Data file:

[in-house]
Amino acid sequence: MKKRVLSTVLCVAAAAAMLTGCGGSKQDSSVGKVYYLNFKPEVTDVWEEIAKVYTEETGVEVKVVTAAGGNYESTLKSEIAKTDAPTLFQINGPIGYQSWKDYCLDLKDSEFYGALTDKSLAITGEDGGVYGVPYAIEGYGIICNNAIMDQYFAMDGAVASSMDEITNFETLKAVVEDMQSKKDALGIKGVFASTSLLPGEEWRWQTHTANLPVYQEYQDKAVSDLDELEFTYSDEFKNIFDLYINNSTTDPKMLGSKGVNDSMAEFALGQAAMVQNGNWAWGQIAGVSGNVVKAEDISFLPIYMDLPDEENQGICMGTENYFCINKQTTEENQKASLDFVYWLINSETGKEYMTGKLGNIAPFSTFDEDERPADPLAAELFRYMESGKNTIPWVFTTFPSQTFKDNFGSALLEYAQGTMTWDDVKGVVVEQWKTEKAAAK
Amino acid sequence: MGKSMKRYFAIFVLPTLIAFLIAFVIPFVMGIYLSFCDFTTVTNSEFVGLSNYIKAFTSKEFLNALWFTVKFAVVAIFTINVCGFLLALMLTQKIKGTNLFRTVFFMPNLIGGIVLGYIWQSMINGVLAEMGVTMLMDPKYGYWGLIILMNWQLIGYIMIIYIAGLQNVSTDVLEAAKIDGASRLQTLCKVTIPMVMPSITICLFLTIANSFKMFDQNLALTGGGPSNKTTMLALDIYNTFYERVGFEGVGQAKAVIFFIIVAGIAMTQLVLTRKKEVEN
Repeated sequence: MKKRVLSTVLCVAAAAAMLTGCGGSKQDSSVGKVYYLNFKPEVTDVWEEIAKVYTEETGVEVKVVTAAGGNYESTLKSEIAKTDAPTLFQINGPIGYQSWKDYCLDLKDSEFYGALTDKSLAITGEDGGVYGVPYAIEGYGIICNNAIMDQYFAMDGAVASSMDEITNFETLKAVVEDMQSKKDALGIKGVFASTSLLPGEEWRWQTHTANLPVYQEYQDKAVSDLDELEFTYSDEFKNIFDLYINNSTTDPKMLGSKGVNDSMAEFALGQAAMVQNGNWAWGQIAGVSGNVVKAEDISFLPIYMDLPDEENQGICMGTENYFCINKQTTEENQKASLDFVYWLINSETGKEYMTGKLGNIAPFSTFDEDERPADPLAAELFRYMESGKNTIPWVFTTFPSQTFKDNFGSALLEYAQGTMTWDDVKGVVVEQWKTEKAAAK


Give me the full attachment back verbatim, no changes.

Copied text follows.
[in-house]
Amino acid sequence: MKKRVLSTVLCVAAAAAMLTGCGGSKQDSSVGKVYYLNFKPEVTDVWEEIAKVYTEETGVEVKVVTAAGGNYESTLKSEIAKTDAPTLFQINGPIGYQSWKDYCLDLKDSEFYGALTDKSLAITGEDGGVYGVPYAIEGYGIICNNAIMDQYFAMDGAVASSMDEITNFETLKAVVEDMQSKKDALGIKGVFASTSLLPGEEWRWQTHTANLPVYQEYQDKAVSDLDELEFTYSDEFKNIFDLYINNSTTDPKMLGSKGVNDSMAEFALGQAAMVQNGNWAWGQIAGVSGNVVKAEDISFLPIYMDLPDEENQGICMGTENYFCINKQTTEENQKASLDFVYWLINSETGKEYMTGKLGNIAPFSTFDEDERPADPLAAELFRYMESGKNTIPWVFTTFPSQTFKDNFGSALLEYAQGTMTWDDVKGVVVEQWKTEKAAAK
Amino acid sequence: MGKSMKRYFAIFVLPTLIAFLIAFVIPFVMGIYLSFCDFTTVTNSEFVGLSNYIKAFTSKEFLNALWFTVKFAVVAIFTINVCGFLLALMLTQKIKGTNLFRTVFFMPNLIGGIVLGYIWQSMINGVLAEMGVTMLMDPKYGYWGLIILMNWQLIGYIMIIYIAGLQNVSTDVLEAAKIDGASRLQTLCKVTIPMVMPSITICLFLTIANSFKMFDQNLALTGGGPSNKTTMLALDIYNTFYERVGFEGVGQAKAVIFFIIVAGIAMTQLVLTRKKEVEN
Repeated sequence: MKKRVLSTVLCVAAAAAMLTGCGGSKQDSSVGKVYYLNFKPEVTDVWEEIAKVYTEETGVEVKVVTAAGGNYESTLKSEIAKTDAPTLFQINGPIGYQSWKDYCLDLKDSEFYGALTDKSLAITGEDGGVYGVPYAIEGYGIICNNAIMDQYFAMDGAVASSMDEITNFETLKAVVEDMQSKKDALGIKGVFASTSLLPGEEWRWQTHTANLPVYQEYQDKAVSDLDELEFTYSDEFKNIFDLYINNSTTDPKMLGSKGVNDSMAEFALGQAAMVQNGNWAWGQIAGVSGNVVKAEDISFLPIYMDLPDEENQGICMGTENYFCINKQTTEENQKASLDFVYWLINSETGKEYMTGKLGNIAPFSTFDEDERPADPLAAELFRYMESGKNTIPWVFTTFPSQTFKDNFGSALLEYAQGTMTWDDVKGVVVEQWKTEKAAAK